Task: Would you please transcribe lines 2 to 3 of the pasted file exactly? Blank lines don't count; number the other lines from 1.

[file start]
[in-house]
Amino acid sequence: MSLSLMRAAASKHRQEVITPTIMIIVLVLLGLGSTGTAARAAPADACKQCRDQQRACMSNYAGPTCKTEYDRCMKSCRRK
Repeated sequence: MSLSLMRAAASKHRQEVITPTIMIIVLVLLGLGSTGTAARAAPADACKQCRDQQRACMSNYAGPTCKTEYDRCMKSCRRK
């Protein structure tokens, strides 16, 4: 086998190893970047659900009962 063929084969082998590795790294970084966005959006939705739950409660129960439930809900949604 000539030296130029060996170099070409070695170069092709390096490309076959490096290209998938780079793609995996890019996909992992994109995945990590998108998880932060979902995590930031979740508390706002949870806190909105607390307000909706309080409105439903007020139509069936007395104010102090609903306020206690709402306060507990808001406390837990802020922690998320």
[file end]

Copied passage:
Amino acid sequence: MSLSLMRAAASKHRQEVITPTIMIIVLVLLGLGSTGTAARAAPADACKQCRDQQRACMSNYAGPTCKTEYDRCMKSCRRK
Repeated sequence: MSLSLMRAAASKHRQEVITPTIMIIVLVLLGLGSTGTAARAAPADACKQCRDQQRACMSNYAGPTCKTEYDRCMKSCRRK